Tuesday, August 27, 2013

THE KATOBLEPS (or Catoblepas)

THE KATOBLEPS (or Catoblepas) was a large bull-shaped animal of Aithiopia (sub-Saharan Africa) whose downward hanging face, when lifted, could kill by gaze or through the fumes of its noxious breath.

The Katobleps may have been derived from an embellished traveller's account of the African gnu.

Aelian, On Animals 7. 6 (trans. Scholfield) (Greek natural history C2nd A.D.) :
"Libya [i.e. Africa] is the parent of a great number and a great variety of wild animals, and moreover it seems that the same country produces the animal called the Katobleps (Catoblepas, the Down-Looking). In appearance it is about he size of a bull, but it has a more grim expression, for its eyebrows are high and shaggy, and they eyes beneath are not large like those of oxen but narrower and bloodshot. And they do not look straight ahead but down on to the ground: that is why it is called ‘down-looking’. And a mane that begins on the crown of its head and resembles horsehair, falls over its forehead covering its face, which makes it more terrifying when one meets it. And it feeds upon poisonous roots. When it glares like a bull it immediately shudders and raises its mane, and when this has risen erect and the lips about its mouth are bared, it emits from its throat pungent and foul-smelling breath, so that the whole air overhead is infected, and any animals that approach and inhale it are grievously afflicted, lose their voice, and are seized with fatal convulsions. This beast is conscious of its power; and other animals know it too and flee from it as far away as they can."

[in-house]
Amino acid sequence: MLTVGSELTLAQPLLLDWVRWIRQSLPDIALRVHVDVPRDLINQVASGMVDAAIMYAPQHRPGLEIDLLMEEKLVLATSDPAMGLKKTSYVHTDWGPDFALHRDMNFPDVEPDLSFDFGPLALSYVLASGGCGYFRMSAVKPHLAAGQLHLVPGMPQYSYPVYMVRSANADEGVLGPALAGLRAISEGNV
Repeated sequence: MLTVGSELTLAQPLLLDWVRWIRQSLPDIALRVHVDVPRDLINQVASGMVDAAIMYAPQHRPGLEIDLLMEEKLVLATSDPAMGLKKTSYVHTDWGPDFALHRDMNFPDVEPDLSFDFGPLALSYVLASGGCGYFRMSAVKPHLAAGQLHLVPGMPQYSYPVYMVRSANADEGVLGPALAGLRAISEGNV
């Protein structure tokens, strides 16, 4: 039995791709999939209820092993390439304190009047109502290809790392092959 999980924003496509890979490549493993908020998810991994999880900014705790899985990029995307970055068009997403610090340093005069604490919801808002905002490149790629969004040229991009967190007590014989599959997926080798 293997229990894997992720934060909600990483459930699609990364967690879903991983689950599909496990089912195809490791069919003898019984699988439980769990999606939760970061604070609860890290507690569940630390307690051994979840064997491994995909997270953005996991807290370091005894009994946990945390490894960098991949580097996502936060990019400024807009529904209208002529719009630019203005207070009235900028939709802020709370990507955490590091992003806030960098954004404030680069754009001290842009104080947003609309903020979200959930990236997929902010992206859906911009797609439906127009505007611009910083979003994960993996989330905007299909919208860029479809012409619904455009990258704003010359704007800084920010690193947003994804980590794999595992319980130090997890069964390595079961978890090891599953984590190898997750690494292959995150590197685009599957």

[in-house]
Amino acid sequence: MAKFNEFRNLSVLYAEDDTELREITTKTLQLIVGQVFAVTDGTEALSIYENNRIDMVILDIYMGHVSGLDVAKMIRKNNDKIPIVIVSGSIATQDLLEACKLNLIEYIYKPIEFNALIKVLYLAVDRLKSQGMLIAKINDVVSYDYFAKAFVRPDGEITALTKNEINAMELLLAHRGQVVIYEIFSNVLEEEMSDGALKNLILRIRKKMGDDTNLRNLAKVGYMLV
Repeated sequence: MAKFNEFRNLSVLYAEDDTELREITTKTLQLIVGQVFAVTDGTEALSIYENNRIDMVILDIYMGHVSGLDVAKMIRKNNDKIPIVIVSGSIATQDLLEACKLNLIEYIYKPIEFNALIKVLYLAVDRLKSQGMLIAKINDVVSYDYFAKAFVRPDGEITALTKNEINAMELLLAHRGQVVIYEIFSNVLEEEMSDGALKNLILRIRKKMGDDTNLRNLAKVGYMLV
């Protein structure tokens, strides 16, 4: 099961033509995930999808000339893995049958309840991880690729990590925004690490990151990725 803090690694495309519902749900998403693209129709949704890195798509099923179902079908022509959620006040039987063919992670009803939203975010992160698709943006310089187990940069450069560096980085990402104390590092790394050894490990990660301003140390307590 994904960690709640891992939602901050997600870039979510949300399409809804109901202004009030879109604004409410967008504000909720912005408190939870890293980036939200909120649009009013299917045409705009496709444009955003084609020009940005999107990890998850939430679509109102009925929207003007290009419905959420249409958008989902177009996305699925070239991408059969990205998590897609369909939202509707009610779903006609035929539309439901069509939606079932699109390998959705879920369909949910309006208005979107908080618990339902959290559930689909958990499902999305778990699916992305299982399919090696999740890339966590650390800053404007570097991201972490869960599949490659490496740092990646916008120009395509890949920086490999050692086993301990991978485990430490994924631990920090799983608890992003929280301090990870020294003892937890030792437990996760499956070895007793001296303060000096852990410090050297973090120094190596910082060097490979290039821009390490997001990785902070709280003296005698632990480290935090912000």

Pliny the Elder, Natural History 8. 77 (trans. Rackham) (Roman encyclopedia C1st A.D.) :
"In Western Aethiopia (Ethiopia [i.e. West Africa] there is a spring, the Nigris, which most people have supposed to be the source of the Nile . . . In its neighbourhood there is an animal called the Catoblepas, in other respects of moderate size and inactive with the rest of its limbs, only with a very heavy head which it carries with difficulty--it is always hanging down to the ground; otherwise it is deadly to the human race, as all who see its eyes expire immediately."

  • Aelian, On Animals - Greek Natural History C2nd - C3rd A.D.
  • Pliny the Elder, Natural History - Latin Natural History C1st A,D,
Other references not currently quoted here: Athenaeus 5.221b & 9.409c

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